However, as the game grew in popularity, the barrier of entry became higher. “The price of the NFTs required to enter a game increases over time,” Beryl explained. “Having a $100 Axie team is not possible” for many people, which prevented them from entering into the game in the first place.

This is where Yield Guild Games steps in. YGG provides “scholarships” that allow players to enter and start earning cash in virtual economies–not just for Axie Infinity, but for a growing number of other games.

“It’s about more than ‘banking the unbanked.'”

Beryl explained that while YGG’s strategy is heavily involved in the world of blockchain-based play-to-earn games, the company’s greater goal is to onboard new populations into the decentralized finance (defi) ecosystem more generally.

“It’s about more than ‘banking the unbanked,’” Beryl said, “because to be able to bank somebody, they need to already have savings so they can make deposits; they need to have income to be able to get loans, and they need to have a long credit history to have access to better rates.”

“That’s not possible for a lot of the population in the Philippines,” she continued. Very few people in certain populations have credit ratings; because of COVID, many have lost their jobs, and don’t have savings. In other words, in order to be able to provide financial services, you need to make sure that people have access to finance in the first place.

Thousands of lives around the world have already been changed by games such as @AxieInfinity, as we have documented in our @playtoearn_ documentary. With this additional funding, we aim to further scale the impact of play-to-earn across communities around the world.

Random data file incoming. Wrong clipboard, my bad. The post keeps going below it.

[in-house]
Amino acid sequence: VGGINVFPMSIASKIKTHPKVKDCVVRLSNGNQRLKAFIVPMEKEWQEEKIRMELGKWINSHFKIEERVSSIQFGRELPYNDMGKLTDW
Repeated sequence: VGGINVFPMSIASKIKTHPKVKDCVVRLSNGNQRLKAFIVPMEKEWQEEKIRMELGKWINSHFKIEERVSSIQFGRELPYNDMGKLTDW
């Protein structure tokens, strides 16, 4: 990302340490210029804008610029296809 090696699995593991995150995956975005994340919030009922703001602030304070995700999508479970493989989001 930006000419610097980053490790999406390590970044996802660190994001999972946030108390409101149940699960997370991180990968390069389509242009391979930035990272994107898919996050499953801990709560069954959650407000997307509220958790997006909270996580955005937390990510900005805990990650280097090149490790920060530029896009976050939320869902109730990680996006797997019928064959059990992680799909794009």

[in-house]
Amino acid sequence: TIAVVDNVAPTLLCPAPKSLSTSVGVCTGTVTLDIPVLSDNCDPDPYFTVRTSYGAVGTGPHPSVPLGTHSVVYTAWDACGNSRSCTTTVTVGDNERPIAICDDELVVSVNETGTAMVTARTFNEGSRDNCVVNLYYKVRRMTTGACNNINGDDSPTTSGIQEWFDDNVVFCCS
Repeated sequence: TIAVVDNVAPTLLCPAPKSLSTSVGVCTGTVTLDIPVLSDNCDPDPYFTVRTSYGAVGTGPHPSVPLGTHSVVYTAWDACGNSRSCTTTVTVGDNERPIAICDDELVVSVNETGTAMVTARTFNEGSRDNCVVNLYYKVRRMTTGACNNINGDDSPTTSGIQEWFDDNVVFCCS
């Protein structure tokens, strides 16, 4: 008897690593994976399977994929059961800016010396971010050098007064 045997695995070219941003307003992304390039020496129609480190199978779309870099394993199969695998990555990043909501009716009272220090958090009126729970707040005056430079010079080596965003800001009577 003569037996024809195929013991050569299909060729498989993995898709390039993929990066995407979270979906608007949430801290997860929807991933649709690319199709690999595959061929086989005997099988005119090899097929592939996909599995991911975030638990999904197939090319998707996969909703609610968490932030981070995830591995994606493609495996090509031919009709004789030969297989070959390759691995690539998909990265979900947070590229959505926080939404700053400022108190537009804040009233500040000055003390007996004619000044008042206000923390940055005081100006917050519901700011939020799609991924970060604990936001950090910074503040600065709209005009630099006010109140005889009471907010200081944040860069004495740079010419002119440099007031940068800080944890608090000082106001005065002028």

— Yield Guild Games (@YieldGuild) June 16, 2021

“The first step toward being able to really provide financial services to this kind of population, is helping them generate yields through playing,” Beryl said. “[So we said], let’s start with a group that doesn’t have anything yet, and let’s help them produce something. And then, later on, we can provide all these other financial services.”

Building secondary marketplaces and lending platforms for in-game assets

What will these “other financial services” look like?

Beryl explained that at the moment, YGG is acquiring and lending out the NFTs that are needed to play and earn in Axie Infinity and other blockchain-based games.

“The second stage of what we’re going to be doing is opening up that marketplace to other NFTs holders,” she said. “So, it’s not only going to be YGG’s NFT assets, but we’re opening up a platform where individuals that also hold assets in games that we’re supporting can actually lend their own NFT assets.”

“Our algorithm will matching them with a ‘scholar,’” or someone who is just starting to learn how to earn in-game assets that can be traded for real-world money.

This marketplace will also act as a way for NFT holders to earn with their tokens without selling them: “[the value of] these NFTs goes up over time, and their holders don’t necessarily want to sell them because they believe the assets will appreciate.”

So, in the meantime, “they can earn yield by loaning their NFTs out on this marketplace, where players in the Philippines would be able to use them to actually play and earn rewards.”

Beryl believes that in-game NFTs could have lifespans that extend beyond individual gaming platforms.

For example, if a game is based on a centralized platform, any assets that are produced or earned within that game vanish if or when the game stops operating. However, NFTs produced in a game can continue to exist independent of any singular gaming universe .

“Ideally, these assets can actually be used in another game.. it’s possible to migrate compatible assets from one game to another game, and so on and so forth. I think that is the future of gaming.”

This is an excerpt of an interview with Yield Guild Games’ Beryl Li. To listen to Finance Magnates’ full interview with Beryl, visit us on SoundCloud or Youtube.